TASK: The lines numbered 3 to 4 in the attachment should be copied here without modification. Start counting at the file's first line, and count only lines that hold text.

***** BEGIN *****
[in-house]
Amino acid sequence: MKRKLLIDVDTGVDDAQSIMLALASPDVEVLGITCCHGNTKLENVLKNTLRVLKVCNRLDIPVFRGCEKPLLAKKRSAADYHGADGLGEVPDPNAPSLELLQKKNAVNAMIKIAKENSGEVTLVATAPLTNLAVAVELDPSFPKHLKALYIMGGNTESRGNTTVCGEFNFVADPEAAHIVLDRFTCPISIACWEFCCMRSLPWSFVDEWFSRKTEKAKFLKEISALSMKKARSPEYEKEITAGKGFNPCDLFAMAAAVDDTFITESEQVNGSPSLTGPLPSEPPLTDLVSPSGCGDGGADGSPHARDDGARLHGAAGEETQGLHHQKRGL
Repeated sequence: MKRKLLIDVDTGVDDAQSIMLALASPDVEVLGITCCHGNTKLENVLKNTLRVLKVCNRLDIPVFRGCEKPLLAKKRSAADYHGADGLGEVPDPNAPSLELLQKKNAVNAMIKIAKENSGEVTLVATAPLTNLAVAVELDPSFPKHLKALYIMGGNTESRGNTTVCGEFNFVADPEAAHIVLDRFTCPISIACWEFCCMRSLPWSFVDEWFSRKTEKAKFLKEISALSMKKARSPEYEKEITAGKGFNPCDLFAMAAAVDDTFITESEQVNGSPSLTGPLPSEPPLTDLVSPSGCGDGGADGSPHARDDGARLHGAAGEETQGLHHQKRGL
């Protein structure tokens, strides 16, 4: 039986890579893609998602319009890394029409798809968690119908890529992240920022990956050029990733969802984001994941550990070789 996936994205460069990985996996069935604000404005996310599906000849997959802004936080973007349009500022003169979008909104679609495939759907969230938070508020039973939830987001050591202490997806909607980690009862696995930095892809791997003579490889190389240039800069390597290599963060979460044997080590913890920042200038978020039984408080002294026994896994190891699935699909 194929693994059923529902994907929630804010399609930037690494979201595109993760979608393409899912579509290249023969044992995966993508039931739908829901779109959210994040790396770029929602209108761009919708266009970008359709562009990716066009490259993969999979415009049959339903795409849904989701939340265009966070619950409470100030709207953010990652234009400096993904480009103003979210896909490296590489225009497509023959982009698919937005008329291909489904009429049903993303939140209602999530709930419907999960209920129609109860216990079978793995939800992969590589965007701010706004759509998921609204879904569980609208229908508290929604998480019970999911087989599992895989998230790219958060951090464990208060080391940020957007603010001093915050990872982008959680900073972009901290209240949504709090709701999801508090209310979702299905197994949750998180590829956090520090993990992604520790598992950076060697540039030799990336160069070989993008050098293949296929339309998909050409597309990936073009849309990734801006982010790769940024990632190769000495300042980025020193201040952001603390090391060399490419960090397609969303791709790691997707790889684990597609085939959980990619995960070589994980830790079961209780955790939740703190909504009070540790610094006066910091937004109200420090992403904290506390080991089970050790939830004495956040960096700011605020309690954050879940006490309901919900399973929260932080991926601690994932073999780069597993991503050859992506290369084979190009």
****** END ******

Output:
Repeated sequence: MKRKLLIDVDTGVDDAQSIMLALASPDVEVLGITCCHGNTKLENVLKNTLRVLKVCNRLDIPVFRGCEKPLLAKKRSAADYHGADGLGEVPDPNAPSLELLQKKNAVNAMIKIAKENSGEVTLVATAPLTNLAVAVELDPSFPKHLKALYIMGGNTESRGNTTVCGEFNFVADPEAAHIVLDRFTCPISIACWEFCCMRSLPWSFVDEWFSRKTEKAKFLKEISALSMKKARSPEYEKEITAGKGFNPCDLFAMAAAVDDTFITESEQVNGSPSLTGPLPSEPPLTDLVSPSGCGDGGADGSPHARDDGARLHGAAGEETQGLHHQKRGL
């Protein structure tokens, strides 16, 4: 039986890579893609998602319009890394029409798809968690119908890529992240920022990956050029990733969802984001994941550990070789 996936994205460069990985996996069935604000404005996310599906000849997959802004936080973007349009500022003169979008909104679609495939759907969230938070508020039973939830987001050591202490997806909607980690009862696995930095892809791997003579490889190389240039800069390597290599963060979460044997080590913890920042200038978020039984408080002294026994896994190891699935699909 194929693994059923529902994907929630804010399609930037690494979201595109993760979608393409899912579509290249023969044992995966993508039931739908829901779109959210994040790396770029929602209108761009919708266009970008359709562009990716066009490259993969999979415009049959339903795409849904989701939340265009966070619950409470100030709207953010990652234009400096993904480009103003979210896909490296590489225009497509023959982009698919937005008329291909489904009429049903993303939140209602999530709930419907999960209920129609109860216990079978793995939800992969590589965007701010706004759509998921609204879904569980609208229908508290929604998480019970999911087989599992895989998230790219958060951090464990208060080391940020957007603010001093915050990872982008959680900073972009901290209240949504709090709701999801508090209310979702299905197994949750998180590829956090520090993990992604520790598992950076060697540039030799990336160069070989993008050098293949296929339309998909050409597309990936073009849309990734801006982010790769940024990632190769000495300042980025020193201040952001603390090391060399490419960090397609969303791709790691997707790889684990597609085939959980990619995960070589994980830790079961209780955790939740703190909504009070540790610094006066910091937004109200420090992403904290506390080991089970050790939830004495956040960096700011605020309690954050879940006490309901919900399973929260932080991926601690994932073999780069597993991503050859992506290369084979190009």